Beating an addiction to meth.doc

Beating an addiction to meth.doc - Beating an addiction to...

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Beating an addiction to meth? By Julia Sommerfeld MSNBC The spread of methamphetamine production and abuse has sparked a flurry of research on the drug’s health effects and possible new ways for treating the addiction. Until a few years ago, methamphetamine was considered a regional problem. Largely confined to the West Coast and Southwest, it was off the radar of federal drug offices in Washington, D.C. But as the drug swept into rural Midwestern communities in the mid- 1990s, catching hospitals and treatment centers unprepared for its devastating effects, steps were taken to gain a better understanding of meth’s toll on the body. Getting hooked Methamphetamine, like cocaine, is a powerful stimulant. It produces physiological changes similar to the fight-or-flight response — it boosts heart rate, respiration, blood pressure and body temperature. Some people use it for the brief, intense “rush” it produces when smoked or injected. Others use it for functional reasons — as an appetite suppressant to lose weight or as an energy-booster to enable them to work more. When snorted or taken orally it doesn’t produce an intense “rush” but rather a “high” that can last more than 12 hours. Both cocaine and meth boost brain levels of the neurotransmitter dopamine, which causes feelings of euphoria and increased energy, but go about it in different ways. Cocaine doesn’t directly stimulate the release of dopamine; it prevents the normal recycling of the chemical messenger once it’s released. Meth goes a step further — it actually gets into the nerve cell where it causes the excessive release of dopamine. Meth users can quickly become addicted to the spike in dopamine. Abuse of methamphetamine is linked to several serious medical complications such as heart damage, stroke and psychosis. But perhaps the most frightening side effect is long- term neurological damage unlike anything seen with heroin or cocaine. While high levels of dopamine in the brain usually cause feelings of pleasure, too much can produce aggressiveness, irritability and schizophrenic-like behavior. “Meth has more long-term, serious effects on the brain than cocaine,” said Dr. Nora Volkow, senior scientist at Brookhaven National Laboratories in Upton, N.Y., who has studied the effects of both cocaine and methamphetamine on the brain for 15 years. The brain on meth Using brain-imaging techniques, scientists have discovered that the brains of former chronic users show a significant decrease in the number of dopamine transporters, a crucial component of a functional dopamine system.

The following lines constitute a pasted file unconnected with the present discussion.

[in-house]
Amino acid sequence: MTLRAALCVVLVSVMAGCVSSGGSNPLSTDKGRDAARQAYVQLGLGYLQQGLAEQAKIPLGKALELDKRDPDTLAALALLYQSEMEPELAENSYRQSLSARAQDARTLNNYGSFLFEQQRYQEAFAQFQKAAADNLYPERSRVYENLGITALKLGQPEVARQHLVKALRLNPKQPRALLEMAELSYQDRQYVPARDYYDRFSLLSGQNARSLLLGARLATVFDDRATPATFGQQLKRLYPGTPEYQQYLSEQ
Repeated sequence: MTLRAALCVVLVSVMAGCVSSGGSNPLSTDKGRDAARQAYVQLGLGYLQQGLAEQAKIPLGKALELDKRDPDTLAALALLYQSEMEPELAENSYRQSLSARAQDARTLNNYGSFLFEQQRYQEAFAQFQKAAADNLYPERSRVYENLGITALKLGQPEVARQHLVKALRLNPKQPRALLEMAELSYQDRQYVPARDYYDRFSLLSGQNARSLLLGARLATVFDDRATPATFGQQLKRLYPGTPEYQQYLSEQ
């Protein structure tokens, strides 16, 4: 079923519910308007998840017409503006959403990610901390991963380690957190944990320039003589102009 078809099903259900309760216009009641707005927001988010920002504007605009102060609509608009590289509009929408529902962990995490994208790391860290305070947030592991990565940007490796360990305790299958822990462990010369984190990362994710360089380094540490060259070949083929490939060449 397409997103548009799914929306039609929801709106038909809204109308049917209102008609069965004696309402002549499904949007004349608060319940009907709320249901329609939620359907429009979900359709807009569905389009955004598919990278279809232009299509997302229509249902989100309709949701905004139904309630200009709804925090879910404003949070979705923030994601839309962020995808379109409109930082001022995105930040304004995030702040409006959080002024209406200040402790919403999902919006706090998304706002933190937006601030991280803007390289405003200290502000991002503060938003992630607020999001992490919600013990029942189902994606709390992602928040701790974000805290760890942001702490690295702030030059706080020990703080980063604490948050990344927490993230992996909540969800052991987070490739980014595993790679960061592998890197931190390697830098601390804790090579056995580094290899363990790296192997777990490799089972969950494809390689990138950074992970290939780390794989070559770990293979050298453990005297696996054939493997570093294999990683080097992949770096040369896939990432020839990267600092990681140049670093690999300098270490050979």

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The most recent development comes from Volkow who, along with Dr. Linda Chang, collected the first data on what this decline in dopamine transporters means. They performed brain scans on 15 detoxified, former meth users and found a 24-percent loss in the normal number of dopamine transporters. This loss of transporters was linked to slowness in motor skills and poorer performance on verbal and memory tasks.
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  • Summer '14
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